The spread of coronavirus in China has made markets jittery.
Stocks have gone into a slide and gold has pushed up on safe-haven buying. Last week, Peter Schiff appeared on RT Boom Bust to talk about it. He said that 2020 may well be a bad year for the stock market, but probably not because of the virus.
The real problem is markets are overvalued and the air will eventually come out of the bubble.
“Look, obviously, it’s too early to tell if there’ll be any kind of impact or meaningful impact on global trade, GDP, or the markets as a result of this virus.”
Peter said the real issue is that the stock market is extremely overvalued. The question is why isn’t it coming down?
“It should be coming down. The only thing really supporting it is the Federal Reserve and all the money they’re printing with their stealth QE program, although it’s not stealth really. Everybody knows they’re doing it. They just refuse to admit it. But there’re no earnings behind this. There’s no strong economy behind this. This is an inflation-driven bubble, but the air should be coming out.”
The conversation turned to the auto market. The price of palladium has surged in recent months due to increased demand for the metal in catalytic converters. Will the auto market hold up? Peter said you have to look globally. There will always be demand for cars — especially in emerging markets. The question is can people afford them?
“I think there’s going to be a lot of growth outside the United States in the auto sector. I think the US auto sector is another bubble that was made possible by the Fed. You have Americans who are buying cars with seven or eight-year loans, where they’re lying about their incomes just to qualify. So, I think you have a dangerous aut0-bubble here. So, I think you’re going to see a contraction in the US market. But that’s not the case in foreign markets. particularly in places like China, where people don’t borrow money to buy cars. They buy cars they can actually afford using the money they actually have.”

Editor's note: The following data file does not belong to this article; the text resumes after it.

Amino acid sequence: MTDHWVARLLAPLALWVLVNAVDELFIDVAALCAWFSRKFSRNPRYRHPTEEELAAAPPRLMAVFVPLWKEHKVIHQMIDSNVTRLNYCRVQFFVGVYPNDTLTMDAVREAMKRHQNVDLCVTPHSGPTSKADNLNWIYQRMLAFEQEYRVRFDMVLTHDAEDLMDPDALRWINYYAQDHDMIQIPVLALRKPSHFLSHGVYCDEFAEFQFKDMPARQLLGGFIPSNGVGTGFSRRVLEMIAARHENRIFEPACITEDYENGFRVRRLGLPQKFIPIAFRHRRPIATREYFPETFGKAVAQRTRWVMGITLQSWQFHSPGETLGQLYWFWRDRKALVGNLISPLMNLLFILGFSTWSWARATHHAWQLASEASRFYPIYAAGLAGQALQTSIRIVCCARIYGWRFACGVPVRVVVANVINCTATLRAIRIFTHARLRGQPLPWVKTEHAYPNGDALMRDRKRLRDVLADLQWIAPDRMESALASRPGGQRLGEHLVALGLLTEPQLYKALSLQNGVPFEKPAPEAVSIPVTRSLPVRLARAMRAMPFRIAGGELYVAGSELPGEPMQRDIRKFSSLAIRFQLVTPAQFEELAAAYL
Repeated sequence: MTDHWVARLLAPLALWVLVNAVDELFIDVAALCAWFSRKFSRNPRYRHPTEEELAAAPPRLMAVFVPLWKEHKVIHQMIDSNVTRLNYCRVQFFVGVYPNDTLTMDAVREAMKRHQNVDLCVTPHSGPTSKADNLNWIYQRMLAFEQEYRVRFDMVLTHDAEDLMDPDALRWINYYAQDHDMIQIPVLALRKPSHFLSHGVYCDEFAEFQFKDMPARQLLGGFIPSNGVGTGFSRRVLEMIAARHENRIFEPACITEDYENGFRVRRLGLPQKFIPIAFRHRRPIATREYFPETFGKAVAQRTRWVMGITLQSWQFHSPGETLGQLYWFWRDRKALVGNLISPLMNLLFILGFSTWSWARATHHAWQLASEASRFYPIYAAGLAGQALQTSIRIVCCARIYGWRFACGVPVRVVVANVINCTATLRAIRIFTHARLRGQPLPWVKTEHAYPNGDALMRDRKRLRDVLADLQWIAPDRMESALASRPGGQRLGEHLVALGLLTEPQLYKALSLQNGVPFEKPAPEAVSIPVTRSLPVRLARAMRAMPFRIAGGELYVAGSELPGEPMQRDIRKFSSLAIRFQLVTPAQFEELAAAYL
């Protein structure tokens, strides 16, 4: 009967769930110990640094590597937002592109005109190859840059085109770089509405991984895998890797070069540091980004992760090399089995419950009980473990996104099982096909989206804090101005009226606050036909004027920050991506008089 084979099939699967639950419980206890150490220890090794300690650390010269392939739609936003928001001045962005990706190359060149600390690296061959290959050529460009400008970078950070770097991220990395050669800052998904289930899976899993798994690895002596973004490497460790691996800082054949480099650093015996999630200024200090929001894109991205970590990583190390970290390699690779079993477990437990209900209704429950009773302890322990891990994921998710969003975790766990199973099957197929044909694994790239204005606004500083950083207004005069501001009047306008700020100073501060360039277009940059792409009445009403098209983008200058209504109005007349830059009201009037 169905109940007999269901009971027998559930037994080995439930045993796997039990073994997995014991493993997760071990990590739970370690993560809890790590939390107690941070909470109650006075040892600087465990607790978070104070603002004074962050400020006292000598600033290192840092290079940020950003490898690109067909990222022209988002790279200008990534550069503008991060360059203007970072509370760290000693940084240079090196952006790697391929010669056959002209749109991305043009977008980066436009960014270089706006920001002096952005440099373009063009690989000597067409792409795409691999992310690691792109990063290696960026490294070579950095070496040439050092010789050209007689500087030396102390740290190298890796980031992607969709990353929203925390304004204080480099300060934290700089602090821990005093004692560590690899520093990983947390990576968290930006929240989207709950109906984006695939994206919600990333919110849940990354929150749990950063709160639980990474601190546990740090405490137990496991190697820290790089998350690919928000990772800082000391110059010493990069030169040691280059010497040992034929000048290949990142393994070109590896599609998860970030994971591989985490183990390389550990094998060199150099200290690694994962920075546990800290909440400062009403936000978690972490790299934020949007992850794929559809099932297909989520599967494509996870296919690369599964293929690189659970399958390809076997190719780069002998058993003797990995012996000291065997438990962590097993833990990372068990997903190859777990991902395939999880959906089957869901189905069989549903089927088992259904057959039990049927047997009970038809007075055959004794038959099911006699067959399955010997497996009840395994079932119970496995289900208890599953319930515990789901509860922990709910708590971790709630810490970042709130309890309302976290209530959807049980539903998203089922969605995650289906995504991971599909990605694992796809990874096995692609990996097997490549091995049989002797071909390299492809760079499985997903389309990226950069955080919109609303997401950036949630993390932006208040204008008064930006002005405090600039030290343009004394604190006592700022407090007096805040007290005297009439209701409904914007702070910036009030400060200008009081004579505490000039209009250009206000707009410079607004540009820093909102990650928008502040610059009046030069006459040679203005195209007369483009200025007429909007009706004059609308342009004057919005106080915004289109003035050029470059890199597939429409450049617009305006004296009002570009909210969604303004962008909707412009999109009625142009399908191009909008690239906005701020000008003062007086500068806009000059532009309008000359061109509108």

Trump has been threatening the EU with auto tariffs. Peter said if that were to actually happen, it wouldn’t help the US. It would actually backfire. He said the US trade deficit in automobiles has little to do with unfair trade practices. The US just isn’t as competitive. Not only that, the US places all kinds of protectionist restrictions on foreign SUVs.
“When you live in glass houses, you’re not supposed to throw stones. And we haven’t been playing fair in that part of the market.”
Peter said we have record-high budget deficits and record-high trade deficits.
“The last thing we want to do is escalate a trade war we can’t win.”
As far as the overall US economy goes, Peter pointed out that the manufacturing sector has been contracting for a while now. The question is when will the service sector roll over into recession?
“It’s long overdue. Obviously, there’s a lot of politics involved now in whether they can kick the can down the road long enough to kick the recession past the 2020 election. We’ll see. If they can’t do that, then I think that there’s no way Trump is going to get reelected. But even if they can do it, I still think that Trump is going to have a much harder time than the markets perceive, and I think they have yet to price in what would happen, a discount in the market for the possibility of a Bernie Sanders becoming the next president of the United States. Because this is going to be very dangerous for the US stock market … There is a lot of risk to the US economy and the US market that everybody is ignoring at the moment.
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